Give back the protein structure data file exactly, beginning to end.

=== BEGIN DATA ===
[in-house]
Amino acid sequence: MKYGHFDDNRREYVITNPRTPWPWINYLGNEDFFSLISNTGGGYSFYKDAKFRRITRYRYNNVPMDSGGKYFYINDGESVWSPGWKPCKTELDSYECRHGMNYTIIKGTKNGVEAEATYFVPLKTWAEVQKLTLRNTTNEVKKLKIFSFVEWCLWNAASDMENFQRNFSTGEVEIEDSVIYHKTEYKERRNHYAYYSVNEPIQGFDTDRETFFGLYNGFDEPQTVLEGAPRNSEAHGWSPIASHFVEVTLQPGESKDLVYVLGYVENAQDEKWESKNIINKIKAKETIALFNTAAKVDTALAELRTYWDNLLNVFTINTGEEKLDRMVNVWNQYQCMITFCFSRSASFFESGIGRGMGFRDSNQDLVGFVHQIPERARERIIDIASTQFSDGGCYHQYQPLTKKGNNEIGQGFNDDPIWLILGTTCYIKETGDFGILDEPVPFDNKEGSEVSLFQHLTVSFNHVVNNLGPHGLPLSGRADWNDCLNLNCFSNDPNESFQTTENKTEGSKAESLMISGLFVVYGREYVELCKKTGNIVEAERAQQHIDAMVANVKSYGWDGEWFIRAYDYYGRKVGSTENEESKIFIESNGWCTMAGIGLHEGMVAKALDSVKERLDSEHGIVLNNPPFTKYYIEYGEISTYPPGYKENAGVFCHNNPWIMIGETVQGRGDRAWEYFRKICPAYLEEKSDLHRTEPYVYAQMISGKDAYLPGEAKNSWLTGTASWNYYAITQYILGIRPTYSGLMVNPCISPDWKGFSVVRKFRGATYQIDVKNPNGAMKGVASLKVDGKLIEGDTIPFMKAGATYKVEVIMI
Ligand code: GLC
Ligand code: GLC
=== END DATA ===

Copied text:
[in-house]
Amino acid sequence: MKYGHFDDNRREYVITNPRTPWPWINYLGNEDFFSLISNTGGGYSFYKDAKFRRITRYRYNNVPMDSGGKYFYINDGESVWSPGWKPCKTELDSYECRHGMNYTIIKGTKNGVEAEATYFVPLKTWAEVQKLTLRNTTNEVKKLKIFSFVEWCLWNAASDMENFQRNFSTGEVEIEDSVIYHKTEYKERRNHYAYYSVNEPIQGFDTDRETFFGLYNGFDEPQTVLEGAPRNSEAHGWSPIASHFVEVTLQPGESKDLVYVLGYVENAQDEKWESKNIINKIKAKETIALFNTAAKVDTALAELRTYWDNLLNVFTINTGEEKLDRMVNVWNQYQCMITFCFSRSASFFESGIGRGMGFRDSNQDLVGFVHQIPERARERIIDIASTQFSDGGCYHQYQPLTKKGNNEIGQGFNDDPIWLILGTTCYIKETGDFGILDEPVPFDNKEGSEVSLFQHLTVSFNHVVNNLGPHGLPLSGRADWNDCLNLNCFSNDPNESFQTTENKTEGSKAESLMISGLFVVYGREYVELCKKTGNIVEAERAQQHIDAMVANVKSYGWDGEWFIRAYDYYGRKVGSTENEESKIFIESNGWCTMAGIGLHEGMVAKALDSVKERLDSEHGIVLNNPPFTKYYIEYGEISTYPPGYKENAGVFCHNNPWIMIGETVQGRGDRAWEYFRKICPAYLEEKSDLHRTEPYVYAQMISGKDAYLPGEAKNSWLTGTASWNYYAITQYILGIRPTYSGLMVNPCISPDWKGFSVVRKFRGATYQIDVKNPNGAMKGVASLKVDGKLIEGDTIPFMKAGATYKVEVIMI
Ligand code: GLC
Ligand code: GLC